In Bangladesh, the missionary has worked mostly with professors. Last Christmas I was there for one day to give a workshop, and they had about 15 guests, mostly graduate students. They have conferences and publish their own books. Bangladesh is one of the poorest countries in the world, but they have very good professors who respect Father a great deal.
In Pakistan the missionary has visited Afghanistan six times with the Mujahedeen. He is an excellent reporter for the Sekai Nippo. Now that the Afghanistan situation has eased, he is focusing more on witnessing.
In Sri Lanka, there are just a handful of members, but they are very dedicated. I was there twice, and it was very dangerous. The first time I visited, the terrorists had imposed a curfew that anybody driving would be shot. It scared all the taxi drivers and so we had to stay at a hotel near the airport that night. A lot of people have been killed. The second time I went there it was an easier atmosphere, so I visited the central part of the city. They call Sri Lanka "Paradise Island," and it really lives up to its name; the Adams and Eves are causing problems but the creation is beautiful.
As I went around to these countries, I felt that members have such a longing to know more about True Parents. Many times I would give talks based on what Rev. Won Pil Kim or the early disciples spoke about Father's life, things that those members knew about, but they wanted to hear those stories again. Many times they were shedding tears as they listened. There is a deep thirst to be close to True Parents. They have never seen True Parents, but have been working in very difficult situation. American members just pop over to Belvedere on Sunday morning to listen to Father or the True Family, but those members would give almost anything to have that experience even one time. So although they are physically very far away from True Parents, many times they are spiritually closer because of their longing. Father must have such a special feeling toward these members, because they don't have the opportunities we have yet they have to keep the same faith and work just as hard as we do.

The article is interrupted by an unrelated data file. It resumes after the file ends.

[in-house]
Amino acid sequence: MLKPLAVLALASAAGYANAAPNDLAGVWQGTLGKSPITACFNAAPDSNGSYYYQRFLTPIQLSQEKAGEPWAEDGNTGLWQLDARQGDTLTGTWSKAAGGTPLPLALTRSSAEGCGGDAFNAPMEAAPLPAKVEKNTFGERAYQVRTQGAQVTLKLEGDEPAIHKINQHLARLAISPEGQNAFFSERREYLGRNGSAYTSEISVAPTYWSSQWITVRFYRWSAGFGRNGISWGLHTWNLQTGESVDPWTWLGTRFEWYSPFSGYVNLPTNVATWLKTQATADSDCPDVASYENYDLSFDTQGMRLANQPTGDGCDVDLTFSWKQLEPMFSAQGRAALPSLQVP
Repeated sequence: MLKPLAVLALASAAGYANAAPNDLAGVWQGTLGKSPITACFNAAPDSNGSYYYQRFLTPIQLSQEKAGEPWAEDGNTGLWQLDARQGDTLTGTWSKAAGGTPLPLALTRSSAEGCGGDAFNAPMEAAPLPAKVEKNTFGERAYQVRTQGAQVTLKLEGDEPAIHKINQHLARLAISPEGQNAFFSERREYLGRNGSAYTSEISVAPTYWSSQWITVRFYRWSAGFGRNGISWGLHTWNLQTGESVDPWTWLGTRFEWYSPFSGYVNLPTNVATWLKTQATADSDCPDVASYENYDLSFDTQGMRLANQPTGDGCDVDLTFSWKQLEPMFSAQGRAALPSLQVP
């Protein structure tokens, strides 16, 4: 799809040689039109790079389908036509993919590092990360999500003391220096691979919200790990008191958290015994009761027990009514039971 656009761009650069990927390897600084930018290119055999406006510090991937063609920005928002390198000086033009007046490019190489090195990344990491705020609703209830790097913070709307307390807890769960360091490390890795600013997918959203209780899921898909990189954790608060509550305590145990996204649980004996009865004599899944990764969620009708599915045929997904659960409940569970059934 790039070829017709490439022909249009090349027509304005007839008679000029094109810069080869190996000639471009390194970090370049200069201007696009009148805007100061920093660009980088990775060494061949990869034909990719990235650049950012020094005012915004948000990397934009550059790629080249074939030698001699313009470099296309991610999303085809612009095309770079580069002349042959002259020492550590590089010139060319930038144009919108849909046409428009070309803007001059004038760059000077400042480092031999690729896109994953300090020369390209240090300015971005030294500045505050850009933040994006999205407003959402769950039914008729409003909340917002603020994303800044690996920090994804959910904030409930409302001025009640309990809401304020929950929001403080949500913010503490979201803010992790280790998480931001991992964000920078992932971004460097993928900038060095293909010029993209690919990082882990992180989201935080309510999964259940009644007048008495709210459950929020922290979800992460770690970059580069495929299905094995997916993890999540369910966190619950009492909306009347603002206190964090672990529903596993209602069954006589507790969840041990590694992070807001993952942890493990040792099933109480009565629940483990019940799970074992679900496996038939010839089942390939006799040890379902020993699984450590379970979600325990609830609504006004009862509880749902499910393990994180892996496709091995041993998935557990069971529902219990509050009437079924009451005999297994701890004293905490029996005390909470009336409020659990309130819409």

Jesus said, in John 20:29, "Blessed are those who have not seen and yet believe." So I tried to encourage them: "Don't feel bad if you never see True Parents, because actually you have been very close to them." I got a sense of how Father must feel toward these members. For providential reasons he must invest more in certain countries, and other countries must struggle along, but Father never forgets those members. I would share one story about Father with them. Several years ago the sisters at East Garden would bring a bowl of fresh fruit to Father's room, beautifully prepared, and put it on his table. Upon returning the next day it wasn't touched, nor the next day, until it began to go bad. They would have to take it away and bring back more fresh fruit. Soon they realized that Father was not touching the fruit. Father explained, "I cannot eat that fruit because I think about my children somewhere in the world who are suffering with one or two poor meals a day. So how can I eat extra?" The staff stopped bringing the fruit.
When I told members about this they started crying, because they felt they are not forgotten. Father is thinking about them, wanting to sympathize with their real situation. He is very close to those members, and especially those from communist countries. Father said that when those countries are liberated, he will gather the brothers and sisters and speak to them in a way he never spoke to us. I had many deep experiences this way, seeing members and realizing how blessed we are in the West as a society and as a church. We don't appreciate as much as we should how blessed we are.